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Cornell researchers develop AI-powered computer worm

A team of researchers from Cornell Institute of Technology has unveiled a pioneering yet deeply concerning advancement – a computer worm that harnesses the power of generative artificial intelligence to autonomously replicate and spread across AI systems.

Dubbed "Moris II," in a nod to the infamous Morris worm that wrought havoc on the internet three decades ago, this malware represents a new frontier in cyber threats. Its ability to infiltrate AI systems, steal personal data from emails, and self-propagate raises alarms about the vulnerabilities inherent in modern AI technologies.

In an exclusive interview with Wired magazine, Ben Nassi, one of the study's authors, sounded the alarm bells. "Now you have the opportunity to conduct or carry out a new type of cyber attack that has never been seen before," he cautioned gravely.

The Worm's Modus Operandi At the core of Moris II's insidious nature lies a technique termed "self-replicating enemy hint." By feeding the AI system a carefully crafted instruction, or "hint," the researchers were able to coax the system into generating a new hint in response – a response that could then be used to infect other AI systems via messaging platforms.

To demonstrate their creation's capabilities, the Cornell team developed an experimental email system powered by cutting-edge generative AI models like OpenAI's ChatGPT, Google's Gemini, and the open-source LLaVA. They then seeded the system's database with a self-replicating query, allowing the AI to generate responses based on this "poisoned" data.

The results were alarming. Each AI-generated response contained the seeds of a new infection vector, capable of spreading to other systems when shared through messaging apps or email – a self-propagating cycle of digital contagion.

Extending beyond mere text, Moris II can even embed itself within images as a hidden hint, insidiously infecting email systems through seemingly innocuous visual content.

A Grave Threat to Privacy However, the implications of this research extend far beyond the spread of the worm itself. Nassi revealed that Moris II could extract a wide array of confidential information from emails, including "names, phone numbers, credit card numbers, national insurance numbers — anything that is considered confidential."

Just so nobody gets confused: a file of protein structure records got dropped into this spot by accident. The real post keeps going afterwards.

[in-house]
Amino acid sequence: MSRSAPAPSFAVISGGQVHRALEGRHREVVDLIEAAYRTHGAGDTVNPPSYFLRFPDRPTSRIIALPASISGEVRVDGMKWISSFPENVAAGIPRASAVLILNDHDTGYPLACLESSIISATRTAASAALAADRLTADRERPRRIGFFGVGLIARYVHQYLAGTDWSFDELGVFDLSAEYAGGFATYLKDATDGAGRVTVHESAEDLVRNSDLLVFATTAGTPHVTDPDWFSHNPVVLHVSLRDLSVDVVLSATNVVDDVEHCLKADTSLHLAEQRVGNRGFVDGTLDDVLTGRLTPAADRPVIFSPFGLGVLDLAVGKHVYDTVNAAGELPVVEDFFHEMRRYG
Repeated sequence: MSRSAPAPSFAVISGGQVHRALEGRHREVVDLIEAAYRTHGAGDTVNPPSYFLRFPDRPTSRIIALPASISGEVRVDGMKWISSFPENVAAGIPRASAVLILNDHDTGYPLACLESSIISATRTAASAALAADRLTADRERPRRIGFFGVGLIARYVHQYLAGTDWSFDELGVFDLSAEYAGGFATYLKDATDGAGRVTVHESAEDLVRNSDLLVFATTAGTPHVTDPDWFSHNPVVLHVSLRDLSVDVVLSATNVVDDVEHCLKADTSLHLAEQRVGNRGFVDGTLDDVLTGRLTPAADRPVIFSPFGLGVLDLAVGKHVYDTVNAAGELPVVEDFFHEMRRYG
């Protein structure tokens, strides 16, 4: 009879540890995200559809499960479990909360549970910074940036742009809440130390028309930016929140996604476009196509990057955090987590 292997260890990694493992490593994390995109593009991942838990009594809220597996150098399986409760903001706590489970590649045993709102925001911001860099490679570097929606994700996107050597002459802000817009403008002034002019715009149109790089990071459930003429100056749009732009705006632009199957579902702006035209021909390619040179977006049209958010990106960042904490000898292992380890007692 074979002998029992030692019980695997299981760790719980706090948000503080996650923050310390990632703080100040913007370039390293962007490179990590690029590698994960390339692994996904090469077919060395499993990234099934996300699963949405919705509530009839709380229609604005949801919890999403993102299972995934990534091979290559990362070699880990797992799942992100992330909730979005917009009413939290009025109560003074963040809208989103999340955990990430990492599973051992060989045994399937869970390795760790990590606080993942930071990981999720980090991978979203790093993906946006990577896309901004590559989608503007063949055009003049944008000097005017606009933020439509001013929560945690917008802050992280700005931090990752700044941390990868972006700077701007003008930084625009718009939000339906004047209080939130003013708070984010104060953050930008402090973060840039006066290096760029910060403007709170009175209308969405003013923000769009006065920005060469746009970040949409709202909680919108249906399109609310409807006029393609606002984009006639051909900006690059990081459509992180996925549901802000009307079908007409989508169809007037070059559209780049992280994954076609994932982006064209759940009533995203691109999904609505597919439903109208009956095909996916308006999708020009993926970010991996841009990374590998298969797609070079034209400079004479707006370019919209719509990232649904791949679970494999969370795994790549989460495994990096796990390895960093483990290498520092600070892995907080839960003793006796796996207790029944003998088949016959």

This revelation casts a harsh light on the potential consequences of such an attack, which could lead to privacy violations, financial fraud, and untold harm to end-users on a massive scale.

A Wake-Up Call for AI Security While the demonstration by the Cornell researchers is undoubtedly a technical tour de force, it also serves as a sobering wake-up call for the AI industry. As Nassi emphasized, the study's primary objective is not to critique the vulnerabilities of existing AI models, but rather to underscore the urgent need for enhanced security measures.

"As AI becomes more accessible and its understanding expands, the likelihood of its use with malicious intent increases," Nassi warned, a sentiment that should resonate deeply within the tech community.

The team has already reported their findings to industry giants OpenAI and Google, but the onus now falls on AI developers and cybersecurity experts to fortify their defenses against this new breed of threat.

In an era where artificial intelligence is rapidly permeating every aspect of our digital lives, the specter of Moris II serves as a stark reminder that we must remain vigilant, proactive, and ever-mindful of the need to balance technological progress with robust safeguards against those who would exploit it for nefarious ends.

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